We drove down from Sakesar top towards Uchhali Lake and turned right on a stony track that took us toward Amb Sharif Hindu temple that lies in Khushab district. It was a grueling 1.5 hours’ drive, but me being a Google maps Nazi, had to follow what my Gizmo says.
Amb Sharif Hindu Temple complex pictures, location and map is pasted below for your reference.
The drive was completely off-road but the wilderness was worth it. The various hues of ferrous, fire clay, and salt rocks dotted the undulating landscape. I did get worried for the safety of my family traveling with me, but I had a dagger hidden in my belt, just in case.
There is a more circuitous route through Quaidabad to reach the same site of the Amb Sharif Hindu Temple complex, but I couldn’t be bothered.
Don’t forget to take plenty of water along (5-liter minimum), as it gets pretty hot and there are no refreshment stands for the next 8 hours at least.
During the last few kilometers towards Amb Sharif, the road got metaled.
We were chatting and enjoying the music when suddenly the rock formation changed shape. There were towering rocks leading us into an unusually flat ledge on this rocky Salt range mountain. The pointed rocks on both sides of the road seemed like natural ramparts to a fortress.
Lo and Behold, we were dead in the center of the 6-7th century Hindu Shahi temple and fortress complex, called Amb Sharif. A cursory look revealed two structures that looked like the main palace and worship chamber and a few dilapidated structures on top of higher ledges.
This is what Mr. Cunningham, a British archeologist had to say about the place;-
Adapted from “Gardens of Amb Sharif Folklore & Archeology” Michael W Meister.
The ‘fine spring’ is long lost to global warming and reduced snowfall and Dhodha Nala down below that protected the foothills of this fort from raiders is a shallow stream now. No wonder no one attempted to build a fort again, as it was indefensible. I don’t really know when Amb Shareef Hindu temple was finally abandoned, but Hindu Shahi was packed up from Punjab in 1013 by Mahmood of Ghazni. And there are no green trees, so bring your umbrella and sunscreen.
Work on this temple complex started somewhere around the 5th century, during the Kushan times.
This Amb Shahi temple complex and fort of the Hindu Shahi dynasty that ruled over Salt Range from the 9th to the 10th century was meant to protect their western flank from the raiders that managed to cross over the mighty Indus further west.
Obviously, their plan didn’t work and all of them got kicked out.
The temple itself resembles the Janjua temples of Malot a lot, mostly because of the Kashmiri style of architecture.
The semicircular belfry of the temple roof had bats chilling after an afternoon meal, but they were pretty menacing. Anyone passing below them was bombed with a load of droppings that landed on target.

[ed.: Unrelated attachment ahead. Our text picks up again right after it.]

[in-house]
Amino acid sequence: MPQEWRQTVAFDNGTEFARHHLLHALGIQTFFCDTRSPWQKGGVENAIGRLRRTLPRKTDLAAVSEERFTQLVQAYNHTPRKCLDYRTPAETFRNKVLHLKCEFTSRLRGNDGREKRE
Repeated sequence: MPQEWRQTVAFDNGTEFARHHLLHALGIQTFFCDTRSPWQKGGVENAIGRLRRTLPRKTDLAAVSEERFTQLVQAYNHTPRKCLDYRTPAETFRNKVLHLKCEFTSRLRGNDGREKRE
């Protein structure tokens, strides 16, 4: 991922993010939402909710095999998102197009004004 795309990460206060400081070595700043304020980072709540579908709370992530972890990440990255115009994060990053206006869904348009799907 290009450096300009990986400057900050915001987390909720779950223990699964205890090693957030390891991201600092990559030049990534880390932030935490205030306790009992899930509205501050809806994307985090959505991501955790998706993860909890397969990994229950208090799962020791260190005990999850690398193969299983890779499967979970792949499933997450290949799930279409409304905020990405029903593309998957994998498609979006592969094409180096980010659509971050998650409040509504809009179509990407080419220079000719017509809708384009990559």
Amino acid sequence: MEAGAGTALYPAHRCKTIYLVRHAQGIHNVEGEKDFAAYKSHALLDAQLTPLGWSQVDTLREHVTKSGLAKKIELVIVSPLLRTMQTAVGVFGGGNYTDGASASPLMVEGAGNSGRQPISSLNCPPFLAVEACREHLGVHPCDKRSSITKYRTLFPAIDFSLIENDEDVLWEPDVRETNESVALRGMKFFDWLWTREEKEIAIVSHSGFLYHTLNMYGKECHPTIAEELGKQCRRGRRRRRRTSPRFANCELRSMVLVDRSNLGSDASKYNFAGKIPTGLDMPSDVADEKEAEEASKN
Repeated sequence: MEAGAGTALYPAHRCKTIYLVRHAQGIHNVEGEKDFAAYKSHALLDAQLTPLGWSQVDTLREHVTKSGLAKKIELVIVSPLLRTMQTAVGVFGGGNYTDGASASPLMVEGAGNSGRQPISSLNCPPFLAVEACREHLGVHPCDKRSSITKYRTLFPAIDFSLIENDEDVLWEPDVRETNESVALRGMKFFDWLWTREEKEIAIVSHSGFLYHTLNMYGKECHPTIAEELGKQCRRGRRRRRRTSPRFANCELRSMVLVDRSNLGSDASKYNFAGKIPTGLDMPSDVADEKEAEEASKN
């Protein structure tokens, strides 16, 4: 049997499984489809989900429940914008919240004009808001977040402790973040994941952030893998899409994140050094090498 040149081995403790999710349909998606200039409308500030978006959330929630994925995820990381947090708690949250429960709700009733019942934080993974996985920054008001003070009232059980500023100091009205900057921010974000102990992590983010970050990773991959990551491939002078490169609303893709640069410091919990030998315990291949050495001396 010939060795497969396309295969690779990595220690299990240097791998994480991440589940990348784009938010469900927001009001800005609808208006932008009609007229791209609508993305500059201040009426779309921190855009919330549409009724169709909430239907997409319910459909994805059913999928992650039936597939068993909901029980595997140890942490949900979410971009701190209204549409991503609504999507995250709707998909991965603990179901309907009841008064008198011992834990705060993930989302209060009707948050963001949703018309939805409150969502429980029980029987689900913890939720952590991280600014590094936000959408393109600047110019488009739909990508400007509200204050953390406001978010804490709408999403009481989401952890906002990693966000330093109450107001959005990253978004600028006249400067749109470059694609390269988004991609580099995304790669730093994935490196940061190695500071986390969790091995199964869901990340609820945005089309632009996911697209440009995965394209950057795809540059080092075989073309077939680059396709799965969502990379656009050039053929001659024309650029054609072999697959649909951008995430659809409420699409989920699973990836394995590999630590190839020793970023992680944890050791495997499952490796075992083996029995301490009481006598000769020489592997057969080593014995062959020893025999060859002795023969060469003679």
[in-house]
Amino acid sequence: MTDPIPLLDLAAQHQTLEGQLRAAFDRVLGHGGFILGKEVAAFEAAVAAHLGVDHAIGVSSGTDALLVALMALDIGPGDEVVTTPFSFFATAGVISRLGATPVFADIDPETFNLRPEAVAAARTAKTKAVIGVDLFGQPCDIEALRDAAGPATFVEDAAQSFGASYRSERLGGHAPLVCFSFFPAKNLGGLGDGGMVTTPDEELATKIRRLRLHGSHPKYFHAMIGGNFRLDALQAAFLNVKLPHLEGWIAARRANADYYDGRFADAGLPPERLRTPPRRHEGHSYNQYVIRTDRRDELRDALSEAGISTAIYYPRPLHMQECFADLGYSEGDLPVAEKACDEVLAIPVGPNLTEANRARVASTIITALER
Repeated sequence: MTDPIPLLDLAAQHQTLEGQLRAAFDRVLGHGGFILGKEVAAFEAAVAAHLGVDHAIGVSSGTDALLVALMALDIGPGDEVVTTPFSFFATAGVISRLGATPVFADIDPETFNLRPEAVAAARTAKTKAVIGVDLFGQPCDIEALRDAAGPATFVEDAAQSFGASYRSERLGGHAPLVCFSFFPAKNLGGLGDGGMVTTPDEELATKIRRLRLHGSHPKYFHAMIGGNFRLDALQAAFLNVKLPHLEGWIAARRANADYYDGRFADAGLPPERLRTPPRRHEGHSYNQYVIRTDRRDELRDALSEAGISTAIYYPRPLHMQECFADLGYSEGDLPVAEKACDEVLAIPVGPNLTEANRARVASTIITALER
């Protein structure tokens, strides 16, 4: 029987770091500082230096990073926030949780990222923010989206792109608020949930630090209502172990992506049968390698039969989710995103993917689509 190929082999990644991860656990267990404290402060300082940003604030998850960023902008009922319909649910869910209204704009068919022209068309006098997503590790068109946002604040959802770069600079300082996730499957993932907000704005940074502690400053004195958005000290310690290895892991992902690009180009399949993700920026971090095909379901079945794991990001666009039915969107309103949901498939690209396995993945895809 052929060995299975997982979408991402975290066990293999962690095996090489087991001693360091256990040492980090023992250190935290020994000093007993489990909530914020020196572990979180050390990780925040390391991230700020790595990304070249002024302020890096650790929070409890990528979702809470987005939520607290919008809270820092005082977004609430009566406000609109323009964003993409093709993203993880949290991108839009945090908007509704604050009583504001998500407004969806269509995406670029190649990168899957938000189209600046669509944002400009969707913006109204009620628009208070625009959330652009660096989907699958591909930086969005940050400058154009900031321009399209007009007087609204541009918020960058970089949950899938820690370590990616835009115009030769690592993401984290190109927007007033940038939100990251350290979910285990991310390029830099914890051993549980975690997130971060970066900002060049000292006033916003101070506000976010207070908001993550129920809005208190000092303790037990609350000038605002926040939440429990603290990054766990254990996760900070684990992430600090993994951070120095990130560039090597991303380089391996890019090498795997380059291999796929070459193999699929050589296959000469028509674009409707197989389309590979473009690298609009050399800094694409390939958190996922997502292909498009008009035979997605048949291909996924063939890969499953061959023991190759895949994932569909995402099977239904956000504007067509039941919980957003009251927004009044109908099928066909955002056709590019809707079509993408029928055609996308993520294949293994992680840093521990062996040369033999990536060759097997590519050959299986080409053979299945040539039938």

The stones of the temples had religious script etched on their surface, that doesn’t resemble any writing that I have come across previously. I hope someone could throw some more light on what it says.
Not much has been written about Amb Sharif Hindu temples and fort and I would love to join anyone interested in knowing more. The only thing I can add here is that Amb was its original name, whereas, Sharif was added later on by the Amb village people as a sign of respect for the ancient mosque perched on top of a mound overlooking their village.
The round trip back to Sakesar was lead us through the most barren, dry, god-forsaken, sh*thole piece of land that I have ever come across. I’m just kidding, I love pristine land.
The English had built a rest house for their archeological officer called the Diggi Bangla, in the middle of nowhere, overlooking the flats that lead up to Indus River Easter bank. The servants of Gora Sahib still live in these unforgiving mountains. So much for upwards mobility.
I drove my 4×4 as fast as I could down into the Dhodha Naala and up again to the crest of the mountain and into the final ascent toward Sakesar rest house at 1620 meters.
The colonial British kept this wonderful valley backward so that they could recruit uneducated Muslim men to become cannon fodder in their escapades.
This is a lovely account of the brave Awan men that fought in the two wars that the British imposed on these loyal people of Soon Sakesar Valley and Khushab.
The British didn’t recruit the Hindus after the 1857 independence war but used the region of Pakistan as a fertile hunting ground.
Resting in Sakesar top amongst pines covered in mist, while the lesser humans suffered in searing heat, I really felt how privileged this English lady of the colonial times was:-
Adapted from Footloose by Qaisar Tufail.
Ain’t life a bi*ch for some?
BTW, Amb Sharif has nothing to do with Amb Sharia shares. For more on Soon Sakesar valley, click the following.
Do watch the video too!